Research Activities, February 2014
Primary care physicians slower to adopt new second-generation antipsychotic drugs than psychiatrists
Overall, physicians waited at least 2 years after approval by the U.S. Food and Drug Administration to adopt second-generation antipsychotic drugs. However, adoption of the drugs was much faster among psychiatrists, according to a new study.
Early research had indicated that second–generation antipsychotic drugs, although more costly than prior antipsychotics, were more efficacious and less likely to cause side effects, leading these drugs to become the first-line treatments for psychotic disorders. More recent research has questioned these conclusions, and thus the cost-effectiveness of using the newer drugs as first-line treatments.
In the new study, Julie M. Donohue, Ph.D., of the University of Pittsburgh, and her colleagues found that the speed of drug adoption was slowest for the 80 percent of physicians who prescribed antipsychotic drugs who were primary care physicians (those in internal medicine, family practice, or pediatrics), somewhat faster for the 4 percent who were neurologists, and fastest for the 16 percent who were psychiatrists. Furthermore, physicians who prescribed a high volume of antipsychotic drugs adopted the second-generation drugs much faster than physicians who prescribed a low volume of such drugs. Finally, psychiatrists prescribed a greater variety of antipsychotic drugs than did primary care physicians, neurologists, or pediatricians (a median of six, two, and one different drug, respectively).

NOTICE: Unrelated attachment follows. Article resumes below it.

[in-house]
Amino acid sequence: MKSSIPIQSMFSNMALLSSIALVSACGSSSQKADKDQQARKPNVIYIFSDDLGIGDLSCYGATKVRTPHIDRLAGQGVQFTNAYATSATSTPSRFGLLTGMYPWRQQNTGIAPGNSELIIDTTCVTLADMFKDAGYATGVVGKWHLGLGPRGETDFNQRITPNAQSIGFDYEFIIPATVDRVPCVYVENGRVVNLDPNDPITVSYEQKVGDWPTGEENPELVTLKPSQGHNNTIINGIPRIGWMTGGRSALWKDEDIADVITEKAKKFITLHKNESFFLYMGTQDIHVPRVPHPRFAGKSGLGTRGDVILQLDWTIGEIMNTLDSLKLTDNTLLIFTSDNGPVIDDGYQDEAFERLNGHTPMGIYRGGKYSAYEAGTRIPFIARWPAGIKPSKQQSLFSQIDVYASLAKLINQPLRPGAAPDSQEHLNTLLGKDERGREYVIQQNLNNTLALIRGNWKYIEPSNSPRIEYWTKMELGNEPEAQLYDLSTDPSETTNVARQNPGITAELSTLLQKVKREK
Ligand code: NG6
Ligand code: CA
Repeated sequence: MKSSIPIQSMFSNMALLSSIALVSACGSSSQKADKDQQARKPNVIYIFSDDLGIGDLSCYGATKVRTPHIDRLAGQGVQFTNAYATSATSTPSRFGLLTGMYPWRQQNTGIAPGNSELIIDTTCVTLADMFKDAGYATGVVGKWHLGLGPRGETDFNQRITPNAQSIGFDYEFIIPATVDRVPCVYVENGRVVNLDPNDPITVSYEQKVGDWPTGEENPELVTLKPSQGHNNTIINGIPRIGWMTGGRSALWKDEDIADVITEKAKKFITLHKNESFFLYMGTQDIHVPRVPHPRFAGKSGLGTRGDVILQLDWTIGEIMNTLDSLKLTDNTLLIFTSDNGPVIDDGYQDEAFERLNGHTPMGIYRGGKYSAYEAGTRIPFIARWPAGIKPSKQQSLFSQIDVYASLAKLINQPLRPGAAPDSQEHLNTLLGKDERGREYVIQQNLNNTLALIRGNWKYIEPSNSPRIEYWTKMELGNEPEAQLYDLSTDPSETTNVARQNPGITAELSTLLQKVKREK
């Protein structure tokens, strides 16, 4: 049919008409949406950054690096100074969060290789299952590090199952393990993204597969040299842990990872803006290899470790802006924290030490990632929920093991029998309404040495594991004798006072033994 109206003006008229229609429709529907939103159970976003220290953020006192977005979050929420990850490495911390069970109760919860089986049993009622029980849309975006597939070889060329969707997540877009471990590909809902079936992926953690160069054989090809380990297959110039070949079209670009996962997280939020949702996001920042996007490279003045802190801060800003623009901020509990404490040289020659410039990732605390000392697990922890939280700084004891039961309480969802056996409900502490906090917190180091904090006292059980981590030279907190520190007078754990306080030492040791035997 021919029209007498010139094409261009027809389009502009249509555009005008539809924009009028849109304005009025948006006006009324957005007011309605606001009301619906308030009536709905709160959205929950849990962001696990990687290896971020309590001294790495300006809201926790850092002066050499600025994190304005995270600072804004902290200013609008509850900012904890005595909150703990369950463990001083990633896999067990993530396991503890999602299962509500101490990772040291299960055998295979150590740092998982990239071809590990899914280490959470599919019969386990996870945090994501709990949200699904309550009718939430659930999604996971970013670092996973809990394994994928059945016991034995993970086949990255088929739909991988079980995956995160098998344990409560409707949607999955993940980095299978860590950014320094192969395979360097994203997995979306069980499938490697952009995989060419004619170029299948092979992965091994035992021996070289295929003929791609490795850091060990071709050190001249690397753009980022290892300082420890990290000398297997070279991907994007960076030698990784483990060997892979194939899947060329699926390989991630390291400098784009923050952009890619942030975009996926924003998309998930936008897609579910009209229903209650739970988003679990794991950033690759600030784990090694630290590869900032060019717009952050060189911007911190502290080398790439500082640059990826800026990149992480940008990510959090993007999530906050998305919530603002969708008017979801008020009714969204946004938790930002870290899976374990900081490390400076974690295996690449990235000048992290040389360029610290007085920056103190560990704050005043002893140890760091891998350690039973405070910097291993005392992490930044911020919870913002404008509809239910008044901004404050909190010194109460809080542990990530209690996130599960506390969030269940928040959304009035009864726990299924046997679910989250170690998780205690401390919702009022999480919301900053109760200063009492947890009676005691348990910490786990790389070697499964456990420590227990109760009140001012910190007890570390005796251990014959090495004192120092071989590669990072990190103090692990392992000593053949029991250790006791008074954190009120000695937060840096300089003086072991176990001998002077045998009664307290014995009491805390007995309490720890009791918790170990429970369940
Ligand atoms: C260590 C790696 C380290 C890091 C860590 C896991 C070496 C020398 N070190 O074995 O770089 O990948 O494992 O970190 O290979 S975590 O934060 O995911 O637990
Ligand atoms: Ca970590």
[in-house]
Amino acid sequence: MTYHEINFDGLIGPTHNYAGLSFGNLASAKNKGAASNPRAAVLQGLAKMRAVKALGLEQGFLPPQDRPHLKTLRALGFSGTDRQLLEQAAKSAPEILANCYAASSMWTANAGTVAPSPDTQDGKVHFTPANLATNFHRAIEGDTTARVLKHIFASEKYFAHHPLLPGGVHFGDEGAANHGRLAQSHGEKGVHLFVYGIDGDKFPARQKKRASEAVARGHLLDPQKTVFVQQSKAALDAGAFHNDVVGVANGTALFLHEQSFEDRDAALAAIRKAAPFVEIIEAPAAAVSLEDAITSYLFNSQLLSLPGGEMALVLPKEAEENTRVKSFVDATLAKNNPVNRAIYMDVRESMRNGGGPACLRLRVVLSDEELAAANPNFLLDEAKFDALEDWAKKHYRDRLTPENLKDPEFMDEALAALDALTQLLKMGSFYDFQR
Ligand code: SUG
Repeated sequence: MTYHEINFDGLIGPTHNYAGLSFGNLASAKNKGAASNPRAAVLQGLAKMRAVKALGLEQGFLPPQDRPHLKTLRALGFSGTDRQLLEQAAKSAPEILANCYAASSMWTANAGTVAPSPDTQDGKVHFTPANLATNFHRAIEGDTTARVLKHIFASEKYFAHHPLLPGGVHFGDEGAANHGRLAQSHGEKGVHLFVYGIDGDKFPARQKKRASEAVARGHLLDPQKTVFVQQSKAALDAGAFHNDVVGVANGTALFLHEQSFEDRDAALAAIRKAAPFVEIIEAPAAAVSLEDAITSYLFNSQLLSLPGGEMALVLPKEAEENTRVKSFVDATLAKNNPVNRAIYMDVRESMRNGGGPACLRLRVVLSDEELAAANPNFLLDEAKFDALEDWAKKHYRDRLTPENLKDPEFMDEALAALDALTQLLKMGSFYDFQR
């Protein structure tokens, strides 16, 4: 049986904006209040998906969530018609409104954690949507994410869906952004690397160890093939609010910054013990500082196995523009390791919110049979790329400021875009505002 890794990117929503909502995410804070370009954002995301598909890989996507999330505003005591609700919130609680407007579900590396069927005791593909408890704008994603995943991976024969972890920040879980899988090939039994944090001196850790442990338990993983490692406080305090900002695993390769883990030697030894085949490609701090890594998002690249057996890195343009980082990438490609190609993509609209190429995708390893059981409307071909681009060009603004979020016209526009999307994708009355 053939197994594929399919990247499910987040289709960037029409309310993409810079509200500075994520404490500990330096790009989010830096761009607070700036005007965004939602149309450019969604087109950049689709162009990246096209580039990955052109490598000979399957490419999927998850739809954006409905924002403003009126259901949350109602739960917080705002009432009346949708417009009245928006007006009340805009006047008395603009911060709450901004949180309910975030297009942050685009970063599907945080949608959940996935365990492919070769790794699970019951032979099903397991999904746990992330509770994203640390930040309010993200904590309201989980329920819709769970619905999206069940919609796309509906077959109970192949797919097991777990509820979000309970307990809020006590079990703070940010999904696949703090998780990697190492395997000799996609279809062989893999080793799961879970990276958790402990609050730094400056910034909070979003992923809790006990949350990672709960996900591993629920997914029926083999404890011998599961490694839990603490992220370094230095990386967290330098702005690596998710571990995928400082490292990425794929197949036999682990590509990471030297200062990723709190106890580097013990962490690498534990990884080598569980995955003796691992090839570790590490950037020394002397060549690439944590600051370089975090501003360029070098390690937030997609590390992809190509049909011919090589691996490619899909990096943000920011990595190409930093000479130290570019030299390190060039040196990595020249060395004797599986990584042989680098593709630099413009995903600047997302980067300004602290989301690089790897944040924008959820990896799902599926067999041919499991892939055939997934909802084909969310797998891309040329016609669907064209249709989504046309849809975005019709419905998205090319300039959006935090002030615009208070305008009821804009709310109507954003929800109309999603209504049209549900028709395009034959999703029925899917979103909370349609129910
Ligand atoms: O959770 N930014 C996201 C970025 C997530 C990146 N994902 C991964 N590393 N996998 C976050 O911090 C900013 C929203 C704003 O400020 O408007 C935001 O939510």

The findings were based on data from a commercial database on the prescription of second-generation antipsychotic drugs by 30,369 physicians who prescribed any antipsychotic drug from January 1996 through September 2008. The study was funded in part by AHRQ (HS17695).
More details are in "How quickly do physicians adopt new drugs? The case of second generation antipsychotics," by Haiden A. Huskamp, Ph.D., A. James O'Malley, Ph.D., Marcela Horvitz-Lennon, M.D., M.P.H., and others in the April 2013 Psychiatric Services 64(4), pp. 324-330.
Page originally created February 2014